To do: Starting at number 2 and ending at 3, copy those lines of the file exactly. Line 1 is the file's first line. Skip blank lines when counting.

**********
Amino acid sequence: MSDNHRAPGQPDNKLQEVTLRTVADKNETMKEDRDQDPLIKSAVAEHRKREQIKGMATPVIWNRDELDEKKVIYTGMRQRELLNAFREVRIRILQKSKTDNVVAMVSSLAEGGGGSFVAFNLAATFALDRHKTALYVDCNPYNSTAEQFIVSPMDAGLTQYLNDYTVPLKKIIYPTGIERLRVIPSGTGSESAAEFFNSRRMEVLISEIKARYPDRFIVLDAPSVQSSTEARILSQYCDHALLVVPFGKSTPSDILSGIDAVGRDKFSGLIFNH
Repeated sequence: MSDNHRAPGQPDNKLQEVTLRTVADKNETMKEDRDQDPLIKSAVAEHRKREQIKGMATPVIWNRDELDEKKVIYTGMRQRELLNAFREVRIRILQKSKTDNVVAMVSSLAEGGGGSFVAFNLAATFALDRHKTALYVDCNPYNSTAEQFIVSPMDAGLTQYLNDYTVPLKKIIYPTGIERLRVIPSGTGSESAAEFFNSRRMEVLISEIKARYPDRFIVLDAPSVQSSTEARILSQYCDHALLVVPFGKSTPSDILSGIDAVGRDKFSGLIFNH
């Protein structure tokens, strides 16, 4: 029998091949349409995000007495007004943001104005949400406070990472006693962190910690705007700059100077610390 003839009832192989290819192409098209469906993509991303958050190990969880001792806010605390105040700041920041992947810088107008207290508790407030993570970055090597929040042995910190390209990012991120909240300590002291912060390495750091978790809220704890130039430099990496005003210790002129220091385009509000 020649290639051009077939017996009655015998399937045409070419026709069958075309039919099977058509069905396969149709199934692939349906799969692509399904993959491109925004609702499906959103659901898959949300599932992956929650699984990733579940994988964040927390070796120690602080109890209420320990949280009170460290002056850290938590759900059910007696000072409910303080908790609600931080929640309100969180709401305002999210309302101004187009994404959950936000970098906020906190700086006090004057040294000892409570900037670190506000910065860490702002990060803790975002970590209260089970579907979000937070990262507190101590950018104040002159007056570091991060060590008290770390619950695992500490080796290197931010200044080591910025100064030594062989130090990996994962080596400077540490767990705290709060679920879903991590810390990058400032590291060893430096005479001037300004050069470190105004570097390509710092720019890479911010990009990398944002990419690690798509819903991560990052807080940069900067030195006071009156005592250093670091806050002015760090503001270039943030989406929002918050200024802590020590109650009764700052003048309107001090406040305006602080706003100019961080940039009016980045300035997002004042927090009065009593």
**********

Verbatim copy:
Repeated sequence: MSDNHRAPGQPDNKLQEVTLRTVADKNETMKEDRDQDPLIKSAVAEHRKREQIKGMATPVIWNRDELDEKKVIYTGMRQRELLNAFREVRIRILQKSKTDNVVAMVSSLAEGGGGSFVAFNLAATFALDRHKTALYVDCNPYNSTAEQFIVSPMDAGLTQYLNDYTVPLKKIIYPTGIERLRVIPSGTGSESAAEFFNSRRMEVLISEIKARYPDRFIVLDAPSVQSSTEARILSQYCDHALLVVPFGKSTPSDILSGIDAVGRDKFSGLIFNH
């Protein structure tokens, strides 16, 4: 029998091949349409995000007495007004943001104005949400406070990472006693962190910690705007700059100077610390 003839009832192989290819192409098209469906993509991303958050190990969880001792806010605390105040700041920041992947810088107008207290508790407030993570970055090597929040042995910190390209990012991120909240300590002291912060390495750091978790809220704890130039430099990496005003210790002129220091385009509000 020649290639051009077939017996009655015998399937045409070419026709069958075309039919099977058509069905396969149709199934692939349906799969692509399904993959491109925004609702499906959103659901898959949300599932992956929650699984990733579940994988964040927390070796120690602080109890209420320990949280009170460290002056850290938590759900059910007696000072409910303080908790609600931080929640309100969180709401305002999210309302101004187009994404959950936000970098906020906190700086006090004057040294000892409570900037670190506000910065860490702002990060803790975002970590209260089970579907979000937070990262507190101590950018104040002159007056570091991060060590008290770390619950695992500490080796290197931010200044080591910025100064030594062989130090990996994962080596400077540490767990705290709060679920879903991590810390990058400032590291060893430096005479001037300004050069470190105004570097390509710092720019890479911010990009990398944002990419690690798509819903991560990052807080940069900067030195006071009156005592250093670091806050002015760090503001270039943030989406929002918050200024802590020590109650009764700052003048309107001090406040305006602080706003100019961080940039009016980045300035997002004042927090009065009593």